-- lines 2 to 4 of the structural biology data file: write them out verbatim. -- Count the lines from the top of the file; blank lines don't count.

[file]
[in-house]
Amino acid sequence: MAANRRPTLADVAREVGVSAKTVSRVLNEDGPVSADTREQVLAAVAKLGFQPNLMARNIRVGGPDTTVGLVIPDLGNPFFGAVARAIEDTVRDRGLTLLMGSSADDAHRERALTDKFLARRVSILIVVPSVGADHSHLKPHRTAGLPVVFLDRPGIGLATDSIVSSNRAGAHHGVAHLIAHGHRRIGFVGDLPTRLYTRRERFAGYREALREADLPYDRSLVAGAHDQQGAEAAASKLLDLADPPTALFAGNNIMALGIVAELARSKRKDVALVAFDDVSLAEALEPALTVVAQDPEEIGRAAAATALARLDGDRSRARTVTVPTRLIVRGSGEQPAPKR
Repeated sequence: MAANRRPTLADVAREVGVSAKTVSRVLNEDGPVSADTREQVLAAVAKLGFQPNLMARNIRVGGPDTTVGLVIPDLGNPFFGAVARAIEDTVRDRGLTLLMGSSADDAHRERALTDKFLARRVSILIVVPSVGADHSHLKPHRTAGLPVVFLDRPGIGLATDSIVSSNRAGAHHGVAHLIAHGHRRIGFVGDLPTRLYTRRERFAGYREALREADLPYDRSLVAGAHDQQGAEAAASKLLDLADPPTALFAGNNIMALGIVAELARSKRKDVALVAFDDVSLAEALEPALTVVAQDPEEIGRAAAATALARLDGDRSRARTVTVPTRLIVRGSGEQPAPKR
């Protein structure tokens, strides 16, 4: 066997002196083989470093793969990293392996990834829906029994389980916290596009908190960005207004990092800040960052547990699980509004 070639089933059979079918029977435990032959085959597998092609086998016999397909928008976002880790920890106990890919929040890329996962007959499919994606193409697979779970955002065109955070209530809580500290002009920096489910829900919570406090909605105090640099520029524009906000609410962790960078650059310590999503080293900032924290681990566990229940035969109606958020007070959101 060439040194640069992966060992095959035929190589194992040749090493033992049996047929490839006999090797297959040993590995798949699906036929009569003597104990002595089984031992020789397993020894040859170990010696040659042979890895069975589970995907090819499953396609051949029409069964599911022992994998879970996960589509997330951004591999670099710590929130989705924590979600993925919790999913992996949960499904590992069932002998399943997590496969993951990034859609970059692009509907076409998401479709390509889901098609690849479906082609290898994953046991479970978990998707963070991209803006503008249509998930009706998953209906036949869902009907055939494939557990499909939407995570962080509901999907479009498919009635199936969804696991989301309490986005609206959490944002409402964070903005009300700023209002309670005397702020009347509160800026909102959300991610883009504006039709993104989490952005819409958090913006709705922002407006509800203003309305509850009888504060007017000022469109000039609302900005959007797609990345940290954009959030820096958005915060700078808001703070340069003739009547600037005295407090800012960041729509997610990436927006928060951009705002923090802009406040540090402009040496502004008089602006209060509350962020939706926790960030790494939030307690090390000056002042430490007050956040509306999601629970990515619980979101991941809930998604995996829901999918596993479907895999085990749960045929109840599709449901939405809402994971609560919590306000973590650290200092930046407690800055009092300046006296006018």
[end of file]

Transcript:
Amino acid sequence: MAANRRPTLADVAREVGVSAKTVSRVLNEDGPVSADTREQVLAAVAKLGFQPNLMARNIRVGGPDTTVGLVIPDLGNPFFGAVARAIEDTVRDRGLTLLMGSSADDAHRERALTDKFLARRVSILIVVPSVGADHSHLKPHRTAGLPVVFLDRPGIGLATDSIVSSNRAGAHHGVAHLIAHGHRRIGFVGDLPTRLYTRRERFAGYREALREADLPYDRSLVAGAHDQQGAEAAASKLLDLADPPTALFAGNNIMALGIVAELARSKRKDVALVAFDDVSLAEALEPALTVVAQDPEEIGRAAAATALARLDGDRSRARTVTVPTRLIVRGSGEQPAPKR
Repeated sequence: MAANRRPTLADVAREVGVSAKTVSRVLNEDGPVSADTREQVLAAVAKLGFQPNLMARNIRVGGPDTTVGLVIPDLGNPFFGAVARAIEDTVRDRGLTLLMGSSADDAHRERALTDKFLARRVSILIVVPSVGADHSHLKPHRTAGLPVVFLDRPGIGLATDSIVSSNRAGAHHGVAHLIAHGHRRIGFVGDLPTRLYTRRERFAGYREALREADLPYDRSLVAGAHDQQGAEAAASKLLDLADPPTALFAGNNIMALGIVAELARSKRKDVALVAFDDVSLAEALEPALTVVAQDPEEIGRAAAATALARLDGDRSRARTVTVPTRLIVRGSGEQPAPKR
């Protein structure tokens, strides 16, 4: 066997002196083989470093793969990293392996990834829906029994389980916290596009908190960005207004990092800040960052547990699980509004 070639089933059979079918029977435990032959085959597998092609086998016999397909928008976002880790920890106990890919929040890329996962007959499919994606193409697979779970955002065109955070209530809580500290002009920096489910829900919570406090909605105090640099520029524009906000609410962790960078650059310590999503080293900032924290681990566990229940035969109606958020007070959101 060439040194640069992966060992095959035929190589194992040749090493033992049996047929490839006999090797297959040993590995798949699906036929009569003597104990002595089984031992020789397993020894040859170990010696040659042979890895069975589970995907090819499953396609051949029409069964599911022992994998879970996960589509997330951004591999670099710590929130989705924590979600993925919790999913992996949960499904590992069932002998399943997590496969993951990034859609970059692009509907076409998401479709390509889901098609690849479906082609290898994953046991479970978990998707963070991209803006503008249509998930009706998953209906036949869902009907055939494939557990499909939407995570962080509901999907479009498919009635199936969804696991989301309490986005609206959490944002409402964070903005009300700023209002309670005397702020009347509160800026909102959300991610883009504006039709993104989490952005819409958090913006709705922002407006509800203003309305509850009888504060007017000022469109000039609302900005959007797609990345940290954009959030820096958005915060700078808001703070340069003739009547600037005295407090800012960041729509997610990436927006928060951009705002923090802009406040540090402009040496502004008089602006209060509350962020939706926790960030790494939030307690090390000056002042430490007050956040509306999601629970990515619980979101991941809930998604995996829901999918596993479907895999085990749960045929109840599709449901939405809402994971609560919590306000973590650290200092930046407690800055009092300046006296006018």